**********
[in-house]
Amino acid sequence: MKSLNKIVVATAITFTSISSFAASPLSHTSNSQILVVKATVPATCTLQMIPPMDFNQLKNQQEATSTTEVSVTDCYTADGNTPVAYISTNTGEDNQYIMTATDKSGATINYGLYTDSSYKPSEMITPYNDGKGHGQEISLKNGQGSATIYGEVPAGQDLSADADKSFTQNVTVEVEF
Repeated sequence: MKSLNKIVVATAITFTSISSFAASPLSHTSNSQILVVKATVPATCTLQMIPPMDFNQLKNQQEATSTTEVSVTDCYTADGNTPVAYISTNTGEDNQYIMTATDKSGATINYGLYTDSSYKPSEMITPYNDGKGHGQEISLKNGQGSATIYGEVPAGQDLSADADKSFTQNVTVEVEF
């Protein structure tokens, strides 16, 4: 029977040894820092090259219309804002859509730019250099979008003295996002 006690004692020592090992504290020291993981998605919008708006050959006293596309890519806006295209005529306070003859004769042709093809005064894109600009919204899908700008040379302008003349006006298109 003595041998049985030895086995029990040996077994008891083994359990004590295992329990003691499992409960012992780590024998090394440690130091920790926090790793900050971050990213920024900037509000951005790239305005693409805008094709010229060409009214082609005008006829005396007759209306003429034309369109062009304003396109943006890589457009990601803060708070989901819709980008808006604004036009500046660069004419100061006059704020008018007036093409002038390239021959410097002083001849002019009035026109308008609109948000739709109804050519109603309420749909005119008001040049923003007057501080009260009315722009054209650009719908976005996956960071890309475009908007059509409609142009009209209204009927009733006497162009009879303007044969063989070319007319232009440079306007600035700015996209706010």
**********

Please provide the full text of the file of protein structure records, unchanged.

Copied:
[in-house]
Amino acid sequence: MKSLNKIVVATAITFTSISSFAASPLSHTSNSQILVVKATVPATCTLQMIPPMDFNQLKNQQEATSTTEVSVTDCYTADGNTPVAYISTNTGEDNQYIMTATDKSGATINYGLYTDSSYKPSEMITPYNDGKGHGQEISLKNGQGSATIYGEVPAGQDLSADADKSFTQNVTVEVEF
Repeated sequence: MKSLNKIVVATAITFTSISSFAASPLSHTSNSQILVVKATVPATCTLQMIPPMDFNQLKNQQEATSTTEVSVTDCYTADGNTPVAYISTNTGEDNQYIMTATDKSGATINYGLYTDSSYKPSEMITPYNDGKGHGQEISLKNGQGSATIYGEVPAGQDLSADADKSFTQNVTVEVEF
């Protein structure tokens, strides 16, 4: 029977040894820092090259219309804002859509730019250099979008003295996002 006690004692020592090992504290020291993981998605919008708006050959006293596309890519806006295209005529306070003859004769042709093809005064894109600009919204899908700008040379302008003349006006298109 003595041998049985030895086995029990040996077994008891083994359990004590295992329990003691499992409960012992780590024998090394440690130091920790926090790793900050971050990213920024900037509000951005790239305005693409805008094709010229060409009214082609005008006829005396007759209306003429034309369109062009304003396109943006890589457009990601803060708070989901819709980008808006604004036009500046660069004419100061006059704020008018007036093409002038390239021959410097002083001849002019009035026109308008609109948000739709109804050519109603309420749909005119008001040049923003007057501080009260009315722009054209650009719908976005996956960071890309475009908007059509409609142009009209209204009927009733006497162009009879303007044969063989070319007319232009440079306007600035700015996209706010």